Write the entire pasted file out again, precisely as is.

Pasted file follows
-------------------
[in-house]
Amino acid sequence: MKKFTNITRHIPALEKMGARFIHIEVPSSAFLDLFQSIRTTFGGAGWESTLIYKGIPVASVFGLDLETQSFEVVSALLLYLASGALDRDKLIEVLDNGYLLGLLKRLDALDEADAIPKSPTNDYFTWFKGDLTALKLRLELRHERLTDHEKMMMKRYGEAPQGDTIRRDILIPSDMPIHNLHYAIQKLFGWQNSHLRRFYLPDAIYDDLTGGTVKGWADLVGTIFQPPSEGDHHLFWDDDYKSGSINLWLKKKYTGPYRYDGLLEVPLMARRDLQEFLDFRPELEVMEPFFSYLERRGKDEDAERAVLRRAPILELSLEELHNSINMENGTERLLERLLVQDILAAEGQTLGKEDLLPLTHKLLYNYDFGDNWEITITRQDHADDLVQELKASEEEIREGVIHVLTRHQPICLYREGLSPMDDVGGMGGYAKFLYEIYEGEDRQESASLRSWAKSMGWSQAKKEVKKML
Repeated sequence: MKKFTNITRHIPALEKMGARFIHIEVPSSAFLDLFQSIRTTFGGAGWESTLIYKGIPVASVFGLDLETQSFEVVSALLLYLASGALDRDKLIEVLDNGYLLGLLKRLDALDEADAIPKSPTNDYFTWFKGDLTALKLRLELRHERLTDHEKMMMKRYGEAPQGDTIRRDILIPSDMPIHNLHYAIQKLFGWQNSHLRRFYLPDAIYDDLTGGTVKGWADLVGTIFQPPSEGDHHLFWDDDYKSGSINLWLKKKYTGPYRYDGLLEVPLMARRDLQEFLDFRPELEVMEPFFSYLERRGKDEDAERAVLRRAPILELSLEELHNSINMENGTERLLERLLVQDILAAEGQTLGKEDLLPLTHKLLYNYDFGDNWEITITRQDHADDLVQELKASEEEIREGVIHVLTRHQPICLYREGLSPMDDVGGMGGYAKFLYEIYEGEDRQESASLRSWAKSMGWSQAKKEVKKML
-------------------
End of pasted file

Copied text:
[in-house]
Amino acid sequence: MKKFTNITRHIPALEKMGARFIHIEVPSSAFLDLFQSIRTTFGGAGWESTLIYKGIPVASVFGLDLETQSFEVVSALLLYLASGALDRDKLIEVLDNGYLLGLLKRLDALDEADAIPKSPTNDYFTWFKGDLTALKLRLELRHERLTDHEKMMMKRYGEAPQGDTIRRDILIPSDMPIHNLHYAIQKLFGWQNSHLRRFYLPDAIYDDLTGGTVKGWADLVGTIFQPPSEGDHHLFWDDDYKSGSINLWLKKKYTGPYRYDGLLEVPLMARRDLQEFLDFRPELEVMEPFFSYLERRGKDEDAERAVLRRAPILELSLEELHNSINMENGTERLLERLLVQDILAAEGQTLGKEDLLPLTHKLLYNYDFGDNWEITITRQDHADDLVQELKASEEEIREGVIHVLTRHQPICLYREGLSPMDDVGGMGGYAKFLYEIYEGEDRQESASLRSWAKSMGWSQAKKEVKKML
Repeated sequence: MKKFTNITRHIPALEKMGARFIHIEVPSSAFLDLFQSIRTTFGGAGWESTLIYKGIPVASVFGLDLETQSFEVVSALLLYLASGALDRDKLIEVLDNGYLLGLLKRLDALDEADAIPKSPTNDYFTWFKGDLTALKLRLELRHERLTDHEKMMMKRYGEAPQGDTIRRDILIPSDMPIHNLHYAIQKLFGWQNSHLRRFYLPDAIYDDLTGGTVKGWADLVGTIFQPPSEGDHHLFWDDDYKSGSINLWLKKKYTGPYRYDGLLEVPLMARRDLQEFLDFRPELEVMEPFFSYLERRGKDEDAERAVLRRAPILELSLEELHNSINMENGTERLLERLLVQDILAAEGQTLGKEDLLPLTHKLLYNYDFGDNWEITITRQDHADDLVQELKASEEEIREGVIHVLTRHQPICLYREGLSPMDDVGGMGGYAKFLYEIYEGEDRQESASLRSWAKSMGWSQAKKEVKKML